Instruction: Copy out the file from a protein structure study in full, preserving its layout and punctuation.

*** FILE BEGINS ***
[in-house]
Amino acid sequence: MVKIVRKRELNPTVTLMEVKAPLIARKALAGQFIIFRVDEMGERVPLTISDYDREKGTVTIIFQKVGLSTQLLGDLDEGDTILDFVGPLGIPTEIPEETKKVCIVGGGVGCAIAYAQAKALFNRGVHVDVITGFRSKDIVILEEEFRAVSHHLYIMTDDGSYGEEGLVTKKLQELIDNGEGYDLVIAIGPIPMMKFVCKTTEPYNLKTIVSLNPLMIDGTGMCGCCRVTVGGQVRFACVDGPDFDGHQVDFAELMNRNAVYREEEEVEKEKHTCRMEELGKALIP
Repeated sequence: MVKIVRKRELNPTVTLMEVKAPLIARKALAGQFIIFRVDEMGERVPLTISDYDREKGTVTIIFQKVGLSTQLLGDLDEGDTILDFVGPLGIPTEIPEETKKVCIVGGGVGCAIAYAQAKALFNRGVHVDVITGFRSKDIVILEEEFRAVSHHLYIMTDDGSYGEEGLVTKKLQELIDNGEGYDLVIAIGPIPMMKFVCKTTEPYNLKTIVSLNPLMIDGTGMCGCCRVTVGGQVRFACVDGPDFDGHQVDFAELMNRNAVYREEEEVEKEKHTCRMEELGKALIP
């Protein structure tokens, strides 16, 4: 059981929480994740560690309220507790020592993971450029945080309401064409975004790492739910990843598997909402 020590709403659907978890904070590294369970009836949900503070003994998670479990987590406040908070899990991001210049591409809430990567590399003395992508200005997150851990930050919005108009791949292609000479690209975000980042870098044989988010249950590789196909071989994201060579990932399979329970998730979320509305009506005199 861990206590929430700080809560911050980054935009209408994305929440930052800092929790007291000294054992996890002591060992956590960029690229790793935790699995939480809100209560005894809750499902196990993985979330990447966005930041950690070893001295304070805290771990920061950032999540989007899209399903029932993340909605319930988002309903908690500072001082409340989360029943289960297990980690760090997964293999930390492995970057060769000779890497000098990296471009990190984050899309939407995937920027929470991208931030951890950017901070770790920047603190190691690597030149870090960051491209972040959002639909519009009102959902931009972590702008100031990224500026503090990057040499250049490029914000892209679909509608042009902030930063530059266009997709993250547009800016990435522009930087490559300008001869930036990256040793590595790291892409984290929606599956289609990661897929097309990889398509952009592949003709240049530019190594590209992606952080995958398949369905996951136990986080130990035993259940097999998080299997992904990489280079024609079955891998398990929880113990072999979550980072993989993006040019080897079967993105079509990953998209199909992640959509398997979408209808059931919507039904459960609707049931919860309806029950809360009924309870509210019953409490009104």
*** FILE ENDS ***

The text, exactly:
[in-house]
Amino acid sequence: MVKIVRKRELNPTVTLMEVKAPLIARKALAGQFIIFRVDEMGERVPLTISDYDREKGTVTIIFQKVGLSTQLLGDLDEGDTILDFVGPLGIPTEIPEETKKVCIVGGGVGCAIAYAQAKALFNRGVHVDVITGFRSKDIVILEEEFRAVSHHLYIMTDDGSYGEEGLVTKKLQELIDNGEGYDLVIAIGPIPMMKFVCKTTEPYNLKTIVSLNPLMIDGTGMCGCCRVTVGGQVRFACVDGPDFDGHQVDFAELMNRNAVYREEEEVEKEKHTCRMEELGKALIP
Repeated sequence: MVKIVRKRELNPTVTLMEVKAPLIARKALAGQFIIFRVDEMGERVPLTISDYDREKGTVTIIFQKVGLSTQLLGDLDEGDTILDFVGPLGIPTEIPEETKKVCIVGGGVGCAIAYAQAKALFNRGVHVDVITGFRSKDIVILEEEFRAVSHHLYIMTDDGSYGEEGLVTKKLQELIDNGEGYDLVIAIGPIPMMKFVCKTTEPYNLKTIVSLNPLMIDGTGMCGCCRVTVGGQVRFACVDGPDFDGHQVDFAELMNRNAVYREEEEVEKEKHTCRMEELGKALIP
């Protein structure tokens, strides 16, 4: 059981929480994740560690309220507790020592993971450029945080309401064409975004790492739910990843598997909402 020590709403659907978890904070590294369970009836949900503070003994998670479990987590406040908070899990991001210049591409809430990567590399003395992508200005997150851990930050919005108009791949292609000479690209975000980042870098044989988010249950590789196909071989994201060579990932399979329970998730979320509305009506005199 861990206590929430700080809560911050980054935009209408994305929440930052800092929790007291000294054992996890002591060992956590960029690229790793935790699995939480809100209560005894809750499902196990993985979330990447966005930041950690070893001295304070805290771990920061950032999540989007899209399903029932993340909605319930988002309903908690500072001082409340989360029943289960297990980690760090997964293999930390492995970057060769000779890497000098990296471009990190984050899309939407995937920027929470991208931030951890950017901070770790920047603190190691690597030149870090960051491209972040959002639909519009009102959902931009972590702008100031990224500026503090990057040499250049490029914000892209679909509608042009902030930063530059266009997709993250547009800016990435522009930087490559300008001869930036990256040793590595790291892409984290929606599956289609990661897929097309990889398509952009592949003709240049530019190594590209992606952080995958398949369905996951136990986080130990035993259940097999998080299997992904990489280079024609079955891998398990929880113990072999979550980072993989993006040019080897079967993105079509990953998209199909992640959509398997979408209808059931919507039904459960609707049931919860309806029950809360009924309870509210019953409490009104």